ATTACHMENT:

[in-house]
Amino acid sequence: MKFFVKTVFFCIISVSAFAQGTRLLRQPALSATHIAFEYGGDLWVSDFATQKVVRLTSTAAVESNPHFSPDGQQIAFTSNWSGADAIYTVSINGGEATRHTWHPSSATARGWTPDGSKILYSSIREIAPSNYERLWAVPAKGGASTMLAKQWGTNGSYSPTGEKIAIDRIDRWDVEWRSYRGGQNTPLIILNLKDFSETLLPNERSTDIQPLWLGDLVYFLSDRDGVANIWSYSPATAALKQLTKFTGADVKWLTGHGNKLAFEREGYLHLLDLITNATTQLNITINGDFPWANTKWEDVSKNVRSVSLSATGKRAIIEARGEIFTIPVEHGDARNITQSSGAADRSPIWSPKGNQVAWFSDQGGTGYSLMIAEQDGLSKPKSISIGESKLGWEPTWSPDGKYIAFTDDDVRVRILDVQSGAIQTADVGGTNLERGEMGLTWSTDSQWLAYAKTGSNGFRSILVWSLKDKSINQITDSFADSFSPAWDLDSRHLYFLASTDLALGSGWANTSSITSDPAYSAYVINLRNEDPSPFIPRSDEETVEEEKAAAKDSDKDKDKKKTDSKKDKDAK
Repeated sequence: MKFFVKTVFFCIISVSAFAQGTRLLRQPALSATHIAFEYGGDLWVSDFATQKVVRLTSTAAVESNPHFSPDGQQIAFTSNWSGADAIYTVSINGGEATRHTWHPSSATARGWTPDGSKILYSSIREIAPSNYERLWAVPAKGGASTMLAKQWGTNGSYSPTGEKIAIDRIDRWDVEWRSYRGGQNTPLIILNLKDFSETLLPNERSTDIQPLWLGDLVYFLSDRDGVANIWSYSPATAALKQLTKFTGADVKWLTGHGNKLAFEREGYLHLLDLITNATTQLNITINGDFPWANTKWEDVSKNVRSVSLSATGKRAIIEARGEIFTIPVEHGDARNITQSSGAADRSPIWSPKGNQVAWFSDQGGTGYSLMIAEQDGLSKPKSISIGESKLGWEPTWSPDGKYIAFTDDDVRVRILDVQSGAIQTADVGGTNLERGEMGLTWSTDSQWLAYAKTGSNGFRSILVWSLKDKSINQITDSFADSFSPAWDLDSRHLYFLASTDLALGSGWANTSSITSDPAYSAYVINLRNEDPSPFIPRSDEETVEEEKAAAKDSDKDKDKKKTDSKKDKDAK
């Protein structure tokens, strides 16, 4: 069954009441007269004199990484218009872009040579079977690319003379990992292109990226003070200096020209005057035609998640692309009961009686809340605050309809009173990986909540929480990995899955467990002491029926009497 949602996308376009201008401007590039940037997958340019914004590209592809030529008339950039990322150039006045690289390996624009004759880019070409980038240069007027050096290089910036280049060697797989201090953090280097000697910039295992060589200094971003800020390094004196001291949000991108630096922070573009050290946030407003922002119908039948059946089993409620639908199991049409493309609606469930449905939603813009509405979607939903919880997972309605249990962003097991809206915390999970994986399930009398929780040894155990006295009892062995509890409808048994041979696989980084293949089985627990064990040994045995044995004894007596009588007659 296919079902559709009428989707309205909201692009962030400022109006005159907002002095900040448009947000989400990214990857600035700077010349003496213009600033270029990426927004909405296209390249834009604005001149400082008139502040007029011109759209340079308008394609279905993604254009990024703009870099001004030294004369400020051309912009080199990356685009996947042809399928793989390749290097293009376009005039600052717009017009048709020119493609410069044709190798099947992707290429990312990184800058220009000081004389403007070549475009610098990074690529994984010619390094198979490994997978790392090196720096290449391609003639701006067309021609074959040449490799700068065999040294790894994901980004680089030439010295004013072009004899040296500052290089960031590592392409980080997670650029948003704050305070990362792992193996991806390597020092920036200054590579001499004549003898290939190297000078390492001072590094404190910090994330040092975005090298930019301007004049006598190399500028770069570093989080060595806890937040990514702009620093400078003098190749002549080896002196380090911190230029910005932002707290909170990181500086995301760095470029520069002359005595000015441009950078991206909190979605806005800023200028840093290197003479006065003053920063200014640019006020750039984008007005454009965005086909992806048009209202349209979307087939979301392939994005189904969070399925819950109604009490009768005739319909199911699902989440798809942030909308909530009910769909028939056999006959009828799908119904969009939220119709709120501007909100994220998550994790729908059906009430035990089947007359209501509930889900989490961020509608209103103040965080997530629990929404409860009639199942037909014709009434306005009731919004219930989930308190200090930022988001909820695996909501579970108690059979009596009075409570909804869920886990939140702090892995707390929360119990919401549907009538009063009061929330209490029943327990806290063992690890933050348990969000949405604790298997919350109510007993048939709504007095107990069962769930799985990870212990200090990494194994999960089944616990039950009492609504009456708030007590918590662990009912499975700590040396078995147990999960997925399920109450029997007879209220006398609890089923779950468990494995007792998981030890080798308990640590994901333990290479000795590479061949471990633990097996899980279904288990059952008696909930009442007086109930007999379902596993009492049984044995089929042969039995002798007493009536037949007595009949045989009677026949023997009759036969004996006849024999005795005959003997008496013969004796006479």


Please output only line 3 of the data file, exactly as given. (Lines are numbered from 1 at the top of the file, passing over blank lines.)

Repeated sequence: MKFFVKTVFFCIISVSAFAQGTRLLRQPALSATHIAFEYGGDLWVSDFATQKVVRLTSTAAVESNPHFSPDGQQIAFTSNWSGADAIYTVSINGGEATRHTWHPSSATARGWTPDGSKILYSSIREIAPSNYERLWAVPAKGGASTMLAKQWGTNGSYSPTGEKIAIDRIDRWDVEWRSYRGGQNTPLIILNLKDFSETLLPNERSTDIQPLWLGDLVYFLSDRDGVANIWSYSPATAALKQLTKFTGADVKWLTGHGNKLAFEREGYLHLLDLITNATTQLNITINGDFPWANTKWEDVSKNVRSVSLSATGKRAIIEARGEIFTIPVEHGDARNITQSSGAADRSPIWSPKGNQVAWFSDQGGTGYSLMIAEQDGLSKPKSISIGESKLGWEPTWSPDGKYIAFTDDDVRVRILDVQSGAIQTADVGGTNLERGEMGLTWSTDSQWLAYAKTGSNGFRSILVWSLKDKSINQITDSFADSFSPAWDLDSRHLYFLASTDLALGSGWANTSSITSDPAYSAYVINLRNEDPSPFIPRSDEETVEEEKAAAKDSDKDKDKKKTDSKKDKDAK